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Posted by Massachusetts Office of Travel & Tourism

There are some people who would say that America found itself in the natural wonders of the East Coast; Melville, Hawthorne, Emerson and Whitman all drew inspiration from the lands and waters along the Northeastern coast. In particular, the lush woods and rivers of Massachusetts have provided many seekers with unequaled natural solace. Here are five destinations that nature lovers will want to visit:
Walden Pond
“I went to the woods because I wished to live deliberately; to front only the essential facts of life.” So wrote author Henry David Thoreau on his rustic, spiritually-awakening retreat to Massachusetts’ Walden Pond. For many, Thoreau’s legendary two-year sojourn into the wild is the cornerstone of the uniquely American philosophy we call transcendentalism. Thanks in part to the efforts of ex-Eagle Don Henley, the historic Walden has been preserved from development and relentless hyper-tourism.
A must for all interested in American literary history and thought, Walden Pond State Reservation is especially breathtaking in the fall, when the turning New England leaves provide a subtle explosion of colors. Visitors can take in the inspiring natural atmosphere that inspired Walden much as it was well over a century ago, and even see a recreation of the modest home in which Thoreau lived.
Natural Bridge State Park
Not far from the collegiate town of North Adams lies Natural Bridge, a sublime white marble arch carved by glacial melts over 10,000 years ago. A rock quarry until 1985, when the area was acceded state park status, Natural Bridge has, like Walden, been a source of inspiration for writers including Nathaniel Hawthorne. With water rushing below, you can learn about the natural forces that created this spectacular sight. On the same sight, you can also take in a man-made dam hewn from the same marble as Natural Bridge.
Arnold Arboretum
If your visit to Massachusetts is limited to Boston, and you still want to take advantage of the state’s floral majesty, there’s an easy alternative. Designed by Frederick Law Olmstead — the man who designed Central Park — Harvard’s Arnold Arboretum is a wealth of close to 15,000 different species of plants, including birch, bonsai, hemlock and more. Open during daylight hours 365 days per year with free admission, Arnold Arboretum is a perfect escape from the city — within the city.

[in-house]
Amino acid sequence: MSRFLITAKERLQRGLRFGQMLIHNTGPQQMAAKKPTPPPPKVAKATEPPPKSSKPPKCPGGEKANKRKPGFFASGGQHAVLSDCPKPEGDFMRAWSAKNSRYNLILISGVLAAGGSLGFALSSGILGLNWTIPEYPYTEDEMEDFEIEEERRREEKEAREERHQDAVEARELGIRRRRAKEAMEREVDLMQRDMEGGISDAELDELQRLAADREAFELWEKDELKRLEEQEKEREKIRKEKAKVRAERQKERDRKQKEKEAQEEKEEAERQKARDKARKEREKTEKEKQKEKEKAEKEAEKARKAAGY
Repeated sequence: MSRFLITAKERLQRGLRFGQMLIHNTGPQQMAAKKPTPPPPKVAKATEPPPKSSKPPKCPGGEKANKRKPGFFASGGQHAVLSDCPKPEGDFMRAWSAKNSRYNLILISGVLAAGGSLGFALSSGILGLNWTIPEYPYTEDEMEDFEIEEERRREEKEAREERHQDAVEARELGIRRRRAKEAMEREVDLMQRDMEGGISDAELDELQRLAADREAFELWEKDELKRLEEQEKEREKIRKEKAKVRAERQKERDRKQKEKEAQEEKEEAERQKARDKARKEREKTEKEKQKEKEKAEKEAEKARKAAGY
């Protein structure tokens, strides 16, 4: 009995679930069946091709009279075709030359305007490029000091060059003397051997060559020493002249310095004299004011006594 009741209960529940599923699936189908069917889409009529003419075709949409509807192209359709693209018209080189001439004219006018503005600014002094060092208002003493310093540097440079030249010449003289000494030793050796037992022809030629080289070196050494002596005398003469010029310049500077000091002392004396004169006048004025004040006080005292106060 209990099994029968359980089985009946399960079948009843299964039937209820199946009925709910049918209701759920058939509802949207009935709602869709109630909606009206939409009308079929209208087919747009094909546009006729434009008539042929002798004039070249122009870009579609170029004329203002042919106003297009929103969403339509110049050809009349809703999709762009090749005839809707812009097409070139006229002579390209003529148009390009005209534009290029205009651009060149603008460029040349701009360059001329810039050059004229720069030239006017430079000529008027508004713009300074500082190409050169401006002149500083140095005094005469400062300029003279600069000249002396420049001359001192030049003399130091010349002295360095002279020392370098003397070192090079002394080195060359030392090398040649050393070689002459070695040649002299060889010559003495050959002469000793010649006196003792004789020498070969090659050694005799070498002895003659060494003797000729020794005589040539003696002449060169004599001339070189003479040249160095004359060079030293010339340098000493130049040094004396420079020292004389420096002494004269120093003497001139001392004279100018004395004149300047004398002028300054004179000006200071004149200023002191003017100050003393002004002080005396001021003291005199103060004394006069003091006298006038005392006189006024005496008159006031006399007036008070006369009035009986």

Cape Cod National Seashore
Another locale admired by Thoreau, this expanse of beaches along the Atlantic is the largest continuous beach on the East Coast, and offers sundry natural treasures. Swimmers and surfers will not be disappointed and sightseers will be sated with the Cape’s towering sand dunes.
In addition to the natural splendor, visitors won’t want to neglect Cape Cod’s array of lighthouses (some defunct and seven still in operation) and Marconi Station, a truly historical site from which the Italian visionary Guglielmo sent radio transmissions in the early 20th century.
Monomoy National Wildlife Refuge
Established as a protected area for migratory birds during the end of World War II, the island retreat of Monomoy is recommended for animal lovers eager to see the feathered flocks who visit the sites marshes, dunes and beaches. Comprising three distinct isles, the refuge can be reached by ferry, private boat and in some places, by car.
No matter what kind of interaction with nature you prefer for your summer travel deals— crashing waves, moody woods, or awe-inducing rock formations — the bounty of Massachusetts will provide.
Marcela De Vivo is a freelance writer from California who specializes in travel, marketing and health. When she needs to take a vacation from running her company, Gryffin Media, she enjoys reconnecting with nature through the practice of yoga. 
Photo: Cape Cod National Seashore by William DeSousa-Mauk

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